I too have always voted since I was old enough, even in the "little" elections. I'm sorry Canada didn't get a good voter turnout. I'm hoping for a better turnout here in November.
     
  8. mstang67chic

    mstang67chic Going Green

    I agree wholeheartedly. You don't vote, you can't complain. The results affect EVERYONE so everyone should vote.

    On the other hand, and trying to not get political either, I think for the U.S., part of it is the way the system is set up. There was that one election where the popular vote said one thing but the electoral vote said the opposite. Personally I think that some people don't bother because they think it won't matter.
     
  9. trinityroyal

    trinityroyal Well-Known Member

    This is another thing that frustrates me. During the last election there was one riding in which the local candidate won by 28 votes. How can people say that their votes don't count when it comes down to the wire like that?
     
  10. flutterbee

    flutterbee Guest

    We have the electoral college here. Basically if you're blue in a red state or red in a blue state, you're vote really isn't as loud as someone in a swing state. That's why the candidates only dump their money in the swing states.

    The electoral college was started way back before we had the communication systems we do today. in my opinion, it's outdated. I'm not getting political. Not taking sides on either party. I feel this is an American voice issue.

    Because of the electoral college, Gore won the popular vote in 2000, but Bush won the electoral vote and became President. I believe the same thing happened with Kennedy - he won the electoral vote, but not the popular. Someone correct me if I have the wrong President. It's uncommon for it to happen this way - win the electoral, but not the popular - but it can and has happened. Then you end up with a lot of angry voters who are disillusioned with the process.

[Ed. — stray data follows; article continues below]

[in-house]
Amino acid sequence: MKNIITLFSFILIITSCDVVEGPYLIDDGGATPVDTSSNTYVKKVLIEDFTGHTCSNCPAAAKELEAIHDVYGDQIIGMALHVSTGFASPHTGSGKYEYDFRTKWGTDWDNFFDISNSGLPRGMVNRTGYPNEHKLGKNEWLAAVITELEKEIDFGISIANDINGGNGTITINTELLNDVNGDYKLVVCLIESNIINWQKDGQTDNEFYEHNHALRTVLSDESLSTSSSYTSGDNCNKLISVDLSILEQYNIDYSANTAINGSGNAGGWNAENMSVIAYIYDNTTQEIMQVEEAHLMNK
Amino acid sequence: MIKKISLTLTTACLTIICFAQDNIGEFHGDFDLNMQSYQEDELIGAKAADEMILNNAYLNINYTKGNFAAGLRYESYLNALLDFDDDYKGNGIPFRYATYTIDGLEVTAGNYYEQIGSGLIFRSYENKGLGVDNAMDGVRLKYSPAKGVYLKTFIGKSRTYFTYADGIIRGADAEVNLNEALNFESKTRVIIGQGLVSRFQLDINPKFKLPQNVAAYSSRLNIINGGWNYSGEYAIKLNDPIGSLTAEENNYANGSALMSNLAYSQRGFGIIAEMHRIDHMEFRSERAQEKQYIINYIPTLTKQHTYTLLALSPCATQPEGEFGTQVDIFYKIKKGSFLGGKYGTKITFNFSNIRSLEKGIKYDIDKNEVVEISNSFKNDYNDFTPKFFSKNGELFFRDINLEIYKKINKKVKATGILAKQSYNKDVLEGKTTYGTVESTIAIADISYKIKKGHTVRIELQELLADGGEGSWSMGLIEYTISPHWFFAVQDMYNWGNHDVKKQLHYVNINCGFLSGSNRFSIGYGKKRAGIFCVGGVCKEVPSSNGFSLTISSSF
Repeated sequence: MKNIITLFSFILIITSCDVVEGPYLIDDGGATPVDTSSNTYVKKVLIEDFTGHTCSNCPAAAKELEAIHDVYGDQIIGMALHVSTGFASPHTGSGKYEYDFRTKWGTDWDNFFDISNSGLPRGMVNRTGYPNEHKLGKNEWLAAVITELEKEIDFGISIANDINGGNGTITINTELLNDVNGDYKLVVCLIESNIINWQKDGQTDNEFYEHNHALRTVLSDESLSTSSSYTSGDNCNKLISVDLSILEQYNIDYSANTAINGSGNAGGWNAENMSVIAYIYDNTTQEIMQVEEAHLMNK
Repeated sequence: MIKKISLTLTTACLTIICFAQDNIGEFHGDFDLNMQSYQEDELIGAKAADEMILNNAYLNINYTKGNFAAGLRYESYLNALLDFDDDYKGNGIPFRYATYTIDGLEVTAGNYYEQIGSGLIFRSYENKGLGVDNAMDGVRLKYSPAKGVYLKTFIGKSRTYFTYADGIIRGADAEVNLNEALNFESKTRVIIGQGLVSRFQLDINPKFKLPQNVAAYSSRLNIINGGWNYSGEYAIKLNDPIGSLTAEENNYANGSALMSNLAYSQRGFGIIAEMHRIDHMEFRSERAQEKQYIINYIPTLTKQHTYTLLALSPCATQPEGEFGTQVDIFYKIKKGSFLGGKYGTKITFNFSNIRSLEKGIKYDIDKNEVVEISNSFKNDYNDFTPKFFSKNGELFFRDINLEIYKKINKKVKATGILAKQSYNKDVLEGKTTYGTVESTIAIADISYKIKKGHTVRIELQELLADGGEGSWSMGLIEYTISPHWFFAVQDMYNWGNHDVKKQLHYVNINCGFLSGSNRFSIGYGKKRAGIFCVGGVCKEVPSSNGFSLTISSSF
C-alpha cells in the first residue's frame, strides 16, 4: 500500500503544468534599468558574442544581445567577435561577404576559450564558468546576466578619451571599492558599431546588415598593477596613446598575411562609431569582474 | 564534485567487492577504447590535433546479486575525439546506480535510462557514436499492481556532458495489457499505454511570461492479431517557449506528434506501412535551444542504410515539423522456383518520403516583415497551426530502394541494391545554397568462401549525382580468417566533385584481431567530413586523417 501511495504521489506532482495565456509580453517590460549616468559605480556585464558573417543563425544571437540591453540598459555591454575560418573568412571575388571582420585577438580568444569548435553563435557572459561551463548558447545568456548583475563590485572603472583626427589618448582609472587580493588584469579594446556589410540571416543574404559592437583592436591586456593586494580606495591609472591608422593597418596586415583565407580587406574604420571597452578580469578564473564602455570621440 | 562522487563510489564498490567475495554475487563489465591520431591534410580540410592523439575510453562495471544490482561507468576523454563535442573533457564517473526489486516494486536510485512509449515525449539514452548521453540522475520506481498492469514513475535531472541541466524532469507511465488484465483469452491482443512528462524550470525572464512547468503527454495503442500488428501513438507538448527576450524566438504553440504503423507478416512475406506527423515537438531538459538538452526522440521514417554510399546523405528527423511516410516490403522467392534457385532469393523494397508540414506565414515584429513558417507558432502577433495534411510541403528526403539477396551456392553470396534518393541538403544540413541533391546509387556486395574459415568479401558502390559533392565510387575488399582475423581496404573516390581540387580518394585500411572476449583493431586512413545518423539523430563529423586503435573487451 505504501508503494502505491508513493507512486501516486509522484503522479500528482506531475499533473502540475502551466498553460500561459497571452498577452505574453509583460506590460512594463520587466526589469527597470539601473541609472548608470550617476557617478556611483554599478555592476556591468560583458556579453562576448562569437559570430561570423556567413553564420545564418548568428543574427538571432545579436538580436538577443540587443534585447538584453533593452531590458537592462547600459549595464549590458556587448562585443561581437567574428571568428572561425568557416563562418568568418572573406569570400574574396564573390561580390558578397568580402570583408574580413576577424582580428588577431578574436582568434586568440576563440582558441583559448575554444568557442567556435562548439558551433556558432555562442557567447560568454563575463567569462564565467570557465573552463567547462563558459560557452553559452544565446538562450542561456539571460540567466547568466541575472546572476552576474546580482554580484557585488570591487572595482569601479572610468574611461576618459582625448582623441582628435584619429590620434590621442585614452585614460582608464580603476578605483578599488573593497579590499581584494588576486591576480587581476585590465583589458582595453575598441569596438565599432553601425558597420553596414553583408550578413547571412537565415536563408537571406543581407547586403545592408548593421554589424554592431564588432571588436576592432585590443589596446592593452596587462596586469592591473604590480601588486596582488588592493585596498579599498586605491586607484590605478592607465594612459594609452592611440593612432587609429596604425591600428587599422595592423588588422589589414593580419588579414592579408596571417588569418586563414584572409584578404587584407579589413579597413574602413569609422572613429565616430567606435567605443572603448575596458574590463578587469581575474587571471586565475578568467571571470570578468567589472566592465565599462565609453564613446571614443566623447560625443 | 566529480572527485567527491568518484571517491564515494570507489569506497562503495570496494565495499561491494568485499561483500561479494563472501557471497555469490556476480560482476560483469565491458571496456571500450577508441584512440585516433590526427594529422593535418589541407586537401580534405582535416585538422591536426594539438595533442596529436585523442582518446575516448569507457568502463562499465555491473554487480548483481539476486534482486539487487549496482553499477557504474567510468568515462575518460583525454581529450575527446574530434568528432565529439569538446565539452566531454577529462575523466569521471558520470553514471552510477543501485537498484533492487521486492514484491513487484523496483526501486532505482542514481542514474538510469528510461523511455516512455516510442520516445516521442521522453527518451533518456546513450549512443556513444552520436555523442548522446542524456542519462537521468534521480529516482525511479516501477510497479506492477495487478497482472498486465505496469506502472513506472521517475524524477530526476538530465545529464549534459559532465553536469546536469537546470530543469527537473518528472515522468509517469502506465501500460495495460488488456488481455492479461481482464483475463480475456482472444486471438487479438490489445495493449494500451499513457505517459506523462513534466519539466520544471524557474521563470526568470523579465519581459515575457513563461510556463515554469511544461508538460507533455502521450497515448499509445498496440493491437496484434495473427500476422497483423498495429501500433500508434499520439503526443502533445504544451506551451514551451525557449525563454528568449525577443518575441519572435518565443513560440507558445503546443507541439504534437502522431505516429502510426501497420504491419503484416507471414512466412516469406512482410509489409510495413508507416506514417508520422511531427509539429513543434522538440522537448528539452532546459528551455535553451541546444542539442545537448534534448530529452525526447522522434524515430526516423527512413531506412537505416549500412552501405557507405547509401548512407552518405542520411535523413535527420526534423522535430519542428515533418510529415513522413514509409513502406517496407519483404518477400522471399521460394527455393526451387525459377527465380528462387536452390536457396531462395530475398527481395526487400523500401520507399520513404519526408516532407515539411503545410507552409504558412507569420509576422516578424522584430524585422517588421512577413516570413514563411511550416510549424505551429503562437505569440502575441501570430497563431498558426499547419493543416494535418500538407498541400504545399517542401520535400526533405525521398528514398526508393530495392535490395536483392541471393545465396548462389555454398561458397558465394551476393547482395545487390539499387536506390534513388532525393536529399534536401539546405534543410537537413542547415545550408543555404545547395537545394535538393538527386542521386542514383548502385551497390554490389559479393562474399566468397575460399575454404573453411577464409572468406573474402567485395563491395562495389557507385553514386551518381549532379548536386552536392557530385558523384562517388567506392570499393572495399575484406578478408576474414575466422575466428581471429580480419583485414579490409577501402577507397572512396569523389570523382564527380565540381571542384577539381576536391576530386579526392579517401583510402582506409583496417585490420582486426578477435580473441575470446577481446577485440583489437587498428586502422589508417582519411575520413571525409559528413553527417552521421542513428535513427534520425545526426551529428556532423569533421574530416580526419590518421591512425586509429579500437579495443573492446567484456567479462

11. Marguerite

    Marguerite Active Member

    For us, voting is compulsory. It's also quite an ordeal at times, especially if we have a Senate vote (Upper House = British House of Lords). The Senate voting paper can literally be as big as a tablecloth! We generally have a House of Representatives ballot at the same time - the paper is tiny by comparison, you could lose it in your pocket.

    Too often we've seen seats won or lost on very narrow margins - it doesn't necessarily matter if you're in an area where most people vote the other way to you - at some point, somewhere and some time, it WILL make a difference. Even if the person you want doesn't get in, you have the satisfaction of knowing that every vote against the winner will send him/her a message of, "I don't trust you."